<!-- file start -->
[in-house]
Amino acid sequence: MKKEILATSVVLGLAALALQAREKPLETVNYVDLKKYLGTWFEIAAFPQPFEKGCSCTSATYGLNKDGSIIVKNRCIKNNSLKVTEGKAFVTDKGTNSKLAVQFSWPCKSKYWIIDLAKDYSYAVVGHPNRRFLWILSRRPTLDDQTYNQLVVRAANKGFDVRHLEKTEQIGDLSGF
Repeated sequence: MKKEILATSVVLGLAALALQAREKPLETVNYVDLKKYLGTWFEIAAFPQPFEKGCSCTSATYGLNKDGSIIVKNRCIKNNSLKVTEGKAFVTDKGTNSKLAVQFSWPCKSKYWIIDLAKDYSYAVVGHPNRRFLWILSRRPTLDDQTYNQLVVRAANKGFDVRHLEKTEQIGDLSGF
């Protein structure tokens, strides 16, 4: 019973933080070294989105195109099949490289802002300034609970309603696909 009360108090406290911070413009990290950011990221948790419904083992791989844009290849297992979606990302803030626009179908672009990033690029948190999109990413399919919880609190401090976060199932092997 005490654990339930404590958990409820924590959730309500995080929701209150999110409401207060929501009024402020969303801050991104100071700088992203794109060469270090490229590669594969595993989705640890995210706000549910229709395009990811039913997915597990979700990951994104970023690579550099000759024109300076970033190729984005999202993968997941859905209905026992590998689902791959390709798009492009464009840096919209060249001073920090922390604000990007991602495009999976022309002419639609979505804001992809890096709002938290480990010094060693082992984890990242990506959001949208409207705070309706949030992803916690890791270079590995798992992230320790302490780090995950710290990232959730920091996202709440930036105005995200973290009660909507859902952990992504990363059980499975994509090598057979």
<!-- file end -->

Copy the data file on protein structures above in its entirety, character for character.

[in-house]
Amino acid sequence: MKKEILATSVVLGLAALALQAREKPLETVNYVDLKKYLGTWFEIAAFPQPFEKGCSCTSATYGLNKDGSIIVKNRCIKNNSLKVTEGKAFVTDKGTNSKLAVQFSWPCKSKYWIIDLAKDYSYAVVGHPNRRFLWILSRRPTLDDQTYNQLVVRAANKGFDVRHLEKTEQIGDLSGF
Repeated sequence: MKKEILATSVVLGLAALALQAREKPLETVNYVDLKKYLGTWFEIAAFPQPFEKGCSCTSATYGLNKDGSIIVKNRCIKNNSLKVTEGKAFVTDKGTNSKLAVQFSWPCKSKYWIIDLAKDYSYAVVGHPNRRFLWILSRRPTLDDQTYNQLVVRAANKGFDVRHLEKTEQIGDLSGF
């Protein structure tokens, strides 16, 4: 019973933080070294989105195109099949490289802002300034609970309603696909 009360108090406290911070413009990290950011990221948790419904083992791989844009290849297992979606990302803030626009179908672009990033690029948190999109990413399919919880609190401090976060199932092997 005490654990339930404590958990409820924590959730309500995080929701209150999110409401207060929501009024402020969303801050991104100071700088992203794109060469270090490229590669594969595993989705640890995210706000549910229709395009990811039913997915597990979700990951994104970023690579550099000759024109300076970033190729984005999202993968997941859905209905026992590998689902791959390709798009492009464009840096919209060249001073920090922390604000990007991602495009999976022309002419639609979505804001992809890096709002938290480990010094060693082992984890990242990506959001949208409207705070309706949030992803916690890791270079590995798992992230320790302490780090995950710290990232959730920091996202709440930036105005995200973290009660909507859902952990992504990363059980499975994509090598057979």